Meanwhile, The Obama Justice Department is reportedly considering an anti-trust investigation of Apple. Though dismissed as spurious within the technology community, such a probe, were it to occur, could lead to a potentially crippling antitrust action against one of the most innovative companies in American history. Steve Jobs would share the fate of another technology superhero, Microsoft founder Bill Gates, who eventually left his job and whose company was forced to pay billions of dollars in anti-trust penalties, the price of being too successful.

Take another familiar Hollywood plotline: underdogs – or as one website dubs them, a “Rag Tag Bunch of Misfits” – who band together in what looks like a hopeless quest, going on to win legitimacy and an unlikely victory against an imposing adversary. The blockbuster “Avatar,” about the alien Navi, low-tech underdogs who rise to the occasion and eventually overpower their far more powerful human oppressors, has elements of this formula.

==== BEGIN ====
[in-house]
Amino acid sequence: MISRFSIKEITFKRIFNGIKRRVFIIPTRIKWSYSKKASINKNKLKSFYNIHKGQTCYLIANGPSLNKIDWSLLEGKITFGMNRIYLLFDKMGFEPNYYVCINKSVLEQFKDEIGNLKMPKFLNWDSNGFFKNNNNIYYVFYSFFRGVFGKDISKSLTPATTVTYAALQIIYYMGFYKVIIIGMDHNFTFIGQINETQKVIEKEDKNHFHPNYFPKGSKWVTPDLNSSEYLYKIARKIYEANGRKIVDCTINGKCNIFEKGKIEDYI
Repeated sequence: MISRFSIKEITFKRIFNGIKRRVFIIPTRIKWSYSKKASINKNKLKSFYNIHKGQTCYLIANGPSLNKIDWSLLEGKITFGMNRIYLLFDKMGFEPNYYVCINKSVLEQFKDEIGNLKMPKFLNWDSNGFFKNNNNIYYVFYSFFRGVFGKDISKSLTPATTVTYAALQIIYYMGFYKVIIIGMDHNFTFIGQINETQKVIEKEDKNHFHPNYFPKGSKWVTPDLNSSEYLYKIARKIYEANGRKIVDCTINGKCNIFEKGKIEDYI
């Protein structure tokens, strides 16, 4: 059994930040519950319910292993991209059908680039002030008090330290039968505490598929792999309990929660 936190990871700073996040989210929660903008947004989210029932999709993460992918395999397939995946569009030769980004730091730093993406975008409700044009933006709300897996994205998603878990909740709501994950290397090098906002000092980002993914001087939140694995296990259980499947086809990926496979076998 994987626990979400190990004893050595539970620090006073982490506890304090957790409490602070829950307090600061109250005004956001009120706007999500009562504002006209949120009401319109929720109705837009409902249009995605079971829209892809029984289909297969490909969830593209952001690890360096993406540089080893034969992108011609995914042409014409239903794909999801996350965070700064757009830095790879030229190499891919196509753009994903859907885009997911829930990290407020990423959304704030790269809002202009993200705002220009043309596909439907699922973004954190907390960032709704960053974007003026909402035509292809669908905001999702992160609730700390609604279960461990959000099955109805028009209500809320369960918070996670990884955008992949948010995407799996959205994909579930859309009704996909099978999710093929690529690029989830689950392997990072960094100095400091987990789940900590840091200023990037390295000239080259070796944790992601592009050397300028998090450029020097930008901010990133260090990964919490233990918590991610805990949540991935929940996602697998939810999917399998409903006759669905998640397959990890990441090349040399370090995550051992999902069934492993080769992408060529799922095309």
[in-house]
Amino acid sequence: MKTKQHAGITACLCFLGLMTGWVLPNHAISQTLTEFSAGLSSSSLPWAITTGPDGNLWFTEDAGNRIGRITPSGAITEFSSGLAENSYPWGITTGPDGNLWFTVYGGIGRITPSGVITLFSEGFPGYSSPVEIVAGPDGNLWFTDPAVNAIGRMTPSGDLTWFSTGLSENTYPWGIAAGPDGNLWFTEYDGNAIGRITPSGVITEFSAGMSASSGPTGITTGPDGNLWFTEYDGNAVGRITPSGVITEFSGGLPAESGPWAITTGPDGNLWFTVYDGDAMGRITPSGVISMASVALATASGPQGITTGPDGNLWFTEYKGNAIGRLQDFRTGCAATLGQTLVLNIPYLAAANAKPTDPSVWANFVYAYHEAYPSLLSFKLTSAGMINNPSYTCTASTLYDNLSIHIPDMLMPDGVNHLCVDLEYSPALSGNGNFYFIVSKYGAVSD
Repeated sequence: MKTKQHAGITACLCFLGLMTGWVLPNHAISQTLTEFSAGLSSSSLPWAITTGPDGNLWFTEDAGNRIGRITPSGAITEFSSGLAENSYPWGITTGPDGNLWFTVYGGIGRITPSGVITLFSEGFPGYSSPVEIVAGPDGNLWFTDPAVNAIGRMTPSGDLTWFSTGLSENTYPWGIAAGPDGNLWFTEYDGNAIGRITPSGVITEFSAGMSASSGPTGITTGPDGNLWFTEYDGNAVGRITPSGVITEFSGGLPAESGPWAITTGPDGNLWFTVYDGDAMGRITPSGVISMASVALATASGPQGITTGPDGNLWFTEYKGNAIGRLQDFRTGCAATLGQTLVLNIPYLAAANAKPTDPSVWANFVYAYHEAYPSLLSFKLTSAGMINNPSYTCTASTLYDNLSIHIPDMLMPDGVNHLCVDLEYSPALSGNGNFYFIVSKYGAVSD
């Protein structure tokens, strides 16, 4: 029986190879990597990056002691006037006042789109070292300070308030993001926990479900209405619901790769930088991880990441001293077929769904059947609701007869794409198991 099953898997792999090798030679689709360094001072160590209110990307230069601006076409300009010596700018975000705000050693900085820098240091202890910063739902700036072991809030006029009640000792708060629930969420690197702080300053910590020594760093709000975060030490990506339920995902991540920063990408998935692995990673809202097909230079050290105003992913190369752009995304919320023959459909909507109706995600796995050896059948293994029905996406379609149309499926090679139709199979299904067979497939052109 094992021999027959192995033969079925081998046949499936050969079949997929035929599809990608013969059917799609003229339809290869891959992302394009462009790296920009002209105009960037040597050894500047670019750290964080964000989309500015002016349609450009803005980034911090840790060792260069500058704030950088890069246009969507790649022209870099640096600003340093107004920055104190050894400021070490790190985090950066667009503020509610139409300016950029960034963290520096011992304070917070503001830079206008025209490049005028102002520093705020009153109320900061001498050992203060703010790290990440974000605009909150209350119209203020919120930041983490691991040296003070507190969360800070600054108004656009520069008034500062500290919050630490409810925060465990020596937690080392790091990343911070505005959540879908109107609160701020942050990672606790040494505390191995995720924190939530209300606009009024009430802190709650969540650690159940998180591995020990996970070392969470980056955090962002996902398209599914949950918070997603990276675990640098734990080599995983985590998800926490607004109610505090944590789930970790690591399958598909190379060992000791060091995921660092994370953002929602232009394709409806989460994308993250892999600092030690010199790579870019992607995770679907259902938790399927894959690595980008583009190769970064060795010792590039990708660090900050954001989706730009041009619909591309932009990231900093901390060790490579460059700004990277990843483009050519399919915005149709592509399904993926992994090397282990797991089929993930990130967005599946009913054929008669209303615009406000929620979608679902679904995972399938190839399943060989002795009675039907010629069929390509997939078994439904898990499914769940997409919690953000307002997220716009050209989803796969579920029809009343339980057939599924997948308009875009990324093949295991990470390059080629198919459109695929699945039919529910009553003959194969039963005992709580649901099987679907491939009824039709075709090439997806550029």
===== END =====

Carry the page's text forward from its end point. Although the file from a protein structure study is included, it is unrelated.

However, when real Rag Tag underdogs, the Tea Party activists, showed up in Washington with flags and handwritten signs to make their case for freedom and limited government, they were derided as crazed fanatics beyond the pale of American culture. Apparently none of these critics saw “Avatar” or the original movie in this genre, “The Dirty Dozen.” Nor do they appear to recall their history lessons about the rag-tag revolutionaries who staged the original Boston Tea Party.